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Social and Affordable Housing

The City of Whittlesea recognises that every person has a right to affordable, safe and stable housing to support their livelihood and sense of belonging.

Victoria is experiencing a housing crisis. While the State Government has recently taken positive steps in addressing affordable housing, much more needs to be done to address the national housing affordability issues and the shortfall of appropriate levels of social housing.

This housing crisis means vulnerable people in our municipality do not have a safe and stable home, and many of those who do are facing mortgage and rental stress.
Affordable housing is essential community infrastructure necessary to achieve positive social and economic outcomes. Unmet housing needs is a significant driver of disadvantage. Without stable, affordable housing people lack a foundation to improve their life circumstances.

What is Affordable Housing?

We recognise the definition of affordable housing in the Victorian Government Planning and Environment Act 1987, - affordable housing, including social housing; as housing that is appropriate for the needs of very low to moderate income households.

Why do we need Affordable Housing

Homelessness

At the moment there are at least 700 people in the City of Whittlesea who are homeless, some living on the street, out of their car with their children or in over-crowded houses. The flow-on impacts of a person becoming homeless are experienced by families, support agencies, governments, and the community as whole.

There has been at least a seven per cent increase in homelessness rates in the City of Whittlesea from 2011 to 2016, which is higher than the national average (5 per cent). Specialist homelessness services report that they cannot keep up with demand for housing and support services which is impacting people of all ages.

There is an immediate need for specialised outreach homelessness services to support people from across the City of Whittlesea. These services need to be suitable for the diversity of people experiencing or at risk of homelessness, which can include young people, older people and people experiencing family violence.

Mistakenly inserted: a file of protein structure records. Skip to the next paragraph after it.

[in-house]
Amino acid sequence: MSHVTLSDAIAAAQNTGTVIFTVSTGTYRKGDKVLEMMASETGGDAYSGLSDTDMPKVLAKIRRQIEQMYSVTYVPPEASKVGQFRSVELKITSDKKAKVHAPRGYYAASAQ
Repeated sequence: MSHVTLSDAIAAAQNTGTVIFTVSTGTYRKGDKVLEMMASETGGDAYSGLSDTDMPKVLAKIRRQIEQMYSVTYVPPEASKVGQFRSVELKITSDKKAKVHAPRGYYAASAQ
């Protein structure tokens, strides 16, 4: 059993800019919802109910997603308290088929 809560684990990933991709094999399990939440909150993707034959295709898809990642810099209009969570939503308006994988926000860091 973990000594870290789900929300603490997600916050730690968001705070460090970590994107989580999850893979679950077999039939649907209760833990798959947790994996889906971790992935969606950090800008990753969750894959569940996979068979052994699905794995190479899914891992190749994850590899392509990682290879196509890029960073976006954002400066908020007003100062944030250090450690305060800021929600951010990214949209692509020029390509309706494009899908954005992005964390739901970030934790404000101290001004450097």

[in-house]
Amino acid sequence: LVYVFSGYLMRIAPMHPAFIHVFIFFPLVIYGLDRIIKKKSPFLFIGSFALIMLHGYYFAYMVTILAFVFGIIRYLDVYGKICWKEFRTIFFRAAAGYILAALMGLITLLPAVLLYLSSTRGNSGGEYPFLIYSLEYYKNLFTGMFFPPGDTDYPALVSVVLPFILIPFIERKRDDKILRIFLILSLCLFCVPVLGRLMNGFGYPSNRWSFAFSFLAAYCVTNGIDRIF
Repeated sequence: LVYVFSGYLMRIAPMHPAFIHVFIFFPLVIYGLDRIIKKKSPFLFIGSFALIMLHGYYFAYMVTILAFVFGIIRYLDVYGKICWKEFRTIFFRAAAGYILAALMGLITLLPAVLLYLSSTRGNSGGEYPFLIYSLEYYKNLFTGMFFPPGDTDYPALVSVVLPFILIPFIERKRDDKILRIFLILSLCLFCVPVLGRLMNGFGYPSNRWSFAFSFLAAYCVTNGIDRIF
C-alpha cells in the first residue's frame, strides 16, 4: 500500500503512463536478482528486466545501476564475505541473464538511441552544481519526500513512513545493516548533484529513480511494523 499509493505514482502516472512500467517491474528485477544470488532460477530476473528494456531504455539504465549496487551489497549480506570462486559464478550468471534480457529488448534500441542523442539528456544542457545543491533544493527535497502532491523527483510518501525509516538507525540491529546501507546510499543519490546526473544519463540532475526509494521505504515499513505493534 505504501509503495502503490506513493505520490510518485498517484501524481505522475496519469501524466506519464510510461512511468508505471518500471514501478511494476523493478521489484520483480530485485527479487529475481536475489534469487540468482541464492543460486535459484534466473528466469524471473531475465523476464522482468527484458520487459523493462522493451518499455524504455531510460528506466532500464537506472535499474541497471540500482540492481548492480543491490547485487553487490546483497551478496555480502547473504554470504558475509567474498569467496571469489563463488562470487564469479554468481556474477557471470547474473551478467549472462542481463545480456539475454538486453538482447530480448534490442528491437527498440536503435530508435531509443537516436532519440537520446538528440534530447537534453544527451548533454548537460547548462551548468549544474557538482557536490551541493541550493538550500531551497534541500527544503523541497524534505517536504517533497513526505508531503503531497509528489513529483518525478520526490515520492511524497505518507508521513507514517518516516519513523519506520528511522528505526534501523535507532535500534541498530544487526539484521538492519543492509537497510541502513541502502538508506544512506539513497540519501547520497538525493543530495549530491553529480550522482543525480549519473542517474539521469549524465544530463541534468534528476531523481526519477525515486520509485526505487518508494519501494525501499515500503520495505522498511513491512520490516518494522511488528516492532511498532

Family Violence

Many people become homeless every year after leaving their home due to domestic and family violence.

Our municipality has the highest rate of family violence in the north east metropolitan region (1,474 incidents per 100,000 population, compared to 1,204 for Victoria). Almost half of all people accessing homelessness support services reported experiencing domestic and family violence (42 per cent).

High levels of financial stress and vulnerability

Almost half of all households in the municipality are experiencing moderate or heavy housing related stress (46 per cent). For people renting their home, 5,791 households (38.1 per cent) are in housing stress. For people buying their home, 6,822 households (24.5 per cent) are in housing stress.

High cost of living pressures due to the lack of public transport and local jobs and other factors impact the affordability of living in the outer suburbs. Many residents across the municipality report not having enough money to buy food (City of Whittlesea Household Survey 2017).

Inadequate social housing

The City of Whittlesea has far fewer social housing households compared with Greater Melbourne (1.3 per cent compared to 2.6 per cent).

There are over 4,045 applicants waiting for social housing on the Victorian Housing Register in north east Melbourne (Whittlesea, Nillumbik, Darebin and Banyule).

61 per cent of these people have priority access status.

Affordable rental housing options decreasing

The availability of new rental housing stock that is affordable to lower income households has drastically declined in the City of Whittlesea from 65 per cent in 2006 to 9 per cent in 2018.

 

Council's role in facilitating Affordable Housing

The solution to these challenges requires multiple strategies and partnerships; however, local councils have an important role in facilitating high quality affordable housing developments for households on very low to moderate incomes.

We have amended our local planning scheme to incorporate specific social and affordable housing measures. However, the regulatory action necessary to meet the demand for affordable housing is in the hands of State and Federal Governments.